With the recent death of OJ Simpson, we are reminded of the police pursuit of OJ’s Bronco through Los Angeles and Orange Counties. While the OJ chase was a slow-speed chase, many police pursuits are high speed and dangerous. Some of these chases have ended in fatalities. Because they are so dangerous, police often terminate the pursuit in the interests of public safety. Fortunately, high speed chases will soon be a thing of the past.

In a marriage of low tech and high tech, police cruisers are being fitted with GPS launchers. The launchers, mounted to the front of police vehicles, hold GPS darts that when deployed stick to the target vehicle. The police need to chase a vehicle only long enough to be within range to deploy the dart. The dart is fired using laser assist. The dart’s sticky substance allows the dart to stick even if the target vehicle is wet or dirty.  Once the dart sticks to the evading vehicle, the police can track the vehicle’s movements and location. Currently the use of the darts is somewhat hampered because they have a limited range (about 20 to 30 feet).

Is this a violation of the Fourth Amendment warrantless search and seizure prohibitions? In 2012, the United States Supreme Court ruled that law enforcement serendipitously placing a GPS tracking device on a vehicle without a warrant was an unlawful search under the Fourth Amendment.

While no court case has yet to challenge the legality of the GPS tracking darts, it is unlikely that these darts would be held as a violation of the Fourth Amendment. The tracking darts are fundamentally different from a GPS tracking device secretly placed on a citizen’s vehicle by law enforcement. Furthermore, there are clearly delineated exceptions to the warrant requirements. One of these is “exigent circumstances.”  Among the exigent circumstances enunciated by the Supreme Court is when law enforcement is in “hot pursuit” of a fleeing suspect. It has long been held that a legitimate “hot pursuit” does not require a warrant.  There might be a case to be made if the police deploy this device on a routine vehicle stop, where the driver decides to evade, but if the police are pursuing a murder suspect or a driver suspected of some other violent felony, the exigent circumstance exception is definitely in play.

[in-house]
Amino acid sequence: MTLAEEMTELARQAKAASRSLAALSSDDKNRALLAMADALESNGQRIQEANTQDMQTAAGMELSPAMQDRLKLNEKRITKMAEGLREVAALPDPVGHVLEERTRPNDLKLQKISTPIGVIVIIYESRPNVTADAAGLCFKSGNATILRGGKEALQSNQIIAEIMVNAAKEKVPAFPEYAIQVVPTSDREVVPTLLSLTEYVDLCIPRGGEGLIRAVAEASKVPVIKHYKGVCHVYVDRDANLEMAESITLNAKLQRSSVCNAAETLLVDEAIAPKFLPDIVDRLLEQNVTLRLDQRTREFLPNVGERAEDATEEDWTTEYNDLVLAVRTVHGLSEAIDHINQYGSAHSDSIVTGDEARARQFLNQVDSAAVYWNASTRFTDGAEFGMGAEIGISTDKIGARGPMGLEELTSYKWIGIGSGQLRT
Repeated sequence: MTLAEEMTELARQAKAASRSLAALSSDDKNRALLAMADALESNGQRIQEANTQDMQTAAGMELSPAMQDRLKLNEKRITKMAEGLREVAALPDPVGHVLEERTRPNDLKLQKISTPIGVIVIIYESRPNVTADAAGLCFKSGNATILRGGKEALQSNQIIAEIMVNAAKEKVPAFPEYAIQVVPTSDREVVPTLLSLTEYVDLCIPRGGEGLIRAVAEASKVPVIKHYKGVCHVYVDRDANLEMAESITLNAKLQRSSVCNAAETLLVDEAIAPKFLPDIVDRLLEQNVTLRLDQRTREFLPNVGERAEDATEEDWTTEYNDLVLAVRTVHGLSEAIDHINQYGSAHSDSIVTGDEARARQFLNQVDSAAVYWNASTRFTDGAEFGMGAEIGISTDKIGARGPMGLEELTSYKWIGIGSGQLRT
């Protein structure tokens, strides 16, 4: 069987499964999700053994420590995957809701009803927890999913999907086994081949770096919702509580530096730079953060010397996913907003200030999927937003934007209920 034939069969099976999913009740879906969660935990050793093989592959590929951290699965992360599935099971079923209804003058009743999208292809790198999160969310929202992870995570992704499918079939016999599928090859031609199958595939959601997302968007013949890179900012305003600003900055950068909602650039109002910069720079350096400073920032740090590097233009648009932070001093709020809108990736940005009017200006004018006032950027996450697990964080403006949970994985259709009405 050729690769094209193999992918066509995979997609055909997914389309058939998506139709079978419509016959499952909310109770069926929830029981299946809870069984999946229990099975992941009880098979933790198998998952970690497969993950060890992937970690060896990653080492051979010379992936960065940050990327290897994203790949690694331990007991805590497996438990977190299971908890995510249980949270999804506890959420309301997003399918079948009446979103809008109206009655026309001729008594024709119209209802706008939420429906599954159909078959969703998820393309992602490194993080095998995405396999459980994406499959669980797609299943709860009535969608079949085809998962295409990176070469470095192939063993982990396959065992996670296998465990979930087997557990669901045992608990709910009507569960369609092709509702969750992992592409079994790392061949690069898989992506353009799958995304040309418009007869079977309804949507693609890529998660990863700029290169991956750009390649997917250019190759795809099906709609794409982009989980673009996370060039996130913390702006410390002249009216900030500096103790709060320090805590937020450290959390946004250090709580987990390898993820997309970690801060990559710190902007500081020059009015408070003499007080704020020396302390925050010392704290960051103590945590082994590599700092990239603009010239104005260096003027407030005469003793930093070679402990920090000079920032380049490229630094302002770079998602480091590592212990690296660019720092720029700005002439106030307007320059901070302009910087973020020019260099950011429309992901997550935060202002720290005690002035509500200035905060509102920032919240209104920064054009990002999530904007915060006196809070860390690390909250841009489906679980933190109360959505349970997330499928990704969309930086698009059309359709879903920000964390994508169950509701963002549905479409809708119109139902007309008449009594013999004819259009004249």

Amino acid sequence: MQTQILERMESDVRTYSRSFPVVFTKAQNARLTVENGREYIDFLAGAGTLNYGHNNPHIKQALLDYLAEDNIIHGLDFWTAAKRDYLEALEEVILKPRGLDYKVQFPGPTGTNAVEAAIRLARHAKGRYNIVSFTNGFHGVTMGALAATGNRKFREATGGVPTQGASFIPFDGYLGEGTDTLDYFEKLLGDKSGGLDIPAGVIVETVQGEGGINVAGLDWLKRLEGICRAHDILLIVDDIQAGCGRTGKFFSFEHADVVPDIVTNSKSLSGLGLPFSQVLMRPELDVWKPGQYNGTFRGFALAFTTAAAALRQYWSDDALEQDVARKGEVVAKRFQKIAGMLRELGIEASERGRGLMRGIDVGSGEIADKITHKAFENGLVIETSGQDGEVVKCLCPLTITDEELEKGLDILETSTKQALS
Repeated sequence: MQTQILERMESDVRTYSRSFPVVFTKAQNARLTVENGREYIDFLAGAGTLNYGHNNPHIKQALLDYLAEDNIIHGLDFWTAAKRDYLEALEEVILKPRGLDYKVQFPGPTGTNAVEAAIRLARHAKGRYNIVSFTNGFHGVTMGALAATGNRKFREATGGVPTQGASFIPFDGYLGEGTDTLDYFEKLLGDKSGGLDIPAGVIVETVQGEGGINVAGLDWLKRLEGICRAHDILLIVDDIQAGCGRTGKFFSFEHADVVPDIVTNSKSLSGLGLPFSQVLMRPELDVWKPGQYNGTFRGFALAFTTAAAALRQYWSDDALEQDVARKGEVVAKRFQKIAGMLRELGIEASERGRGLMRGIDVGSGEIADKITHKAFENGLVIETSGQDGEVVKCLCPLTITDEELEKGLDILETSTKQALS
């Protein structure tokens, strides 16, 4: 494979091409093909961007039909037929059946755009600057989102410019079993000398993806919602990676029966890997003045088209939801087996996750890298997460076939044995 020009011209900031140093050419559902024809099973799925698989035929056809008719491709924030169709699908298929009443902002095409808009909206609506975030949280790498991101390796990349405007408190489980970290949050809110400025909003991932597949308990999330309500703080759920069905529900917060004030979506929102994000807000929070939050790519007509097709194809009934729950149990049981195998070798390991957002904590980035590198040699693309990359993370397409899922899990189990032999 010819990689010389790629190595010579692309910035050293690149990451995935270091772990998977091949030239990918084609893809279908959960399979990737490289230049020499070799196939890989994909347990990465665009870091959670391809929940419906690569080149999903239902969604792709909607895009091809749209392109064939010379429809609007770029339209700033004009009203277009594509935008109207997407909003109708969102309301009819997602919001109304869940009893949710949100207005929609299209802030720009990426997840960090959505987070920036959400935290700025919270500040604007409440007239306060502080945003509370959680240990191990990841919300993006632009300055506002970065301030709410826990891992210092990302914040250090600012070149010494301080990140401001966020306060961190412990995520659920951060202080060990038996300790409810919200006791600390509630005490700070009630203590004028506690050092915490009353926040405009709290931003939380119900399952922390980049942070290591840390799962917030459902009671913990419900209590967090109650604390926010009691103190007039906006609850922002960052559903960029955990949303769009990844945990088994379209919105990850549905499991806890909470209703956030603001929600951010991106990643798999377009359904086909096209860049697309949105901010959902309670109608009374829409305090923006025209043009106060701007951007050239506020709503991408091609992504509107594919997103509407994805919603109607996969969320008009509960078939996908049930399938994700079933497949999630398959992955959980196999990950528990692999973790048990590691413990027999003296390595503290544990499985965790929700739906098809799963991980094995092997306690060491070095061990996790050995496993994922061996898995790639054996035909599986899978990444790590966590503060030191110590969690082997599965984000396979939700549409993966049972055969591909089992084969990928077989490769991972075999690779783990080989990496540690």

Unquestionably, these GPS tracking darts will assist law enforcement in catching up with a fleeing vehicle before the suspect has a chance to evade police. But more important, these devices are a far safer alternative to a kinetic police pursuit.

Some California law enforcement departments are using this technology, including Orange County agencies. Certainly, this technology will soon herald an end to dangerous high-speed pursuits on our California roads and highways.

Orange County criminal defense attorney William Weinberg is available for a complimentary consultation to discuss your criminal matter and review your defense options. He may be contacted by email at bill@williamweinberg.com or by calling his Irvine office at 949-474-8008.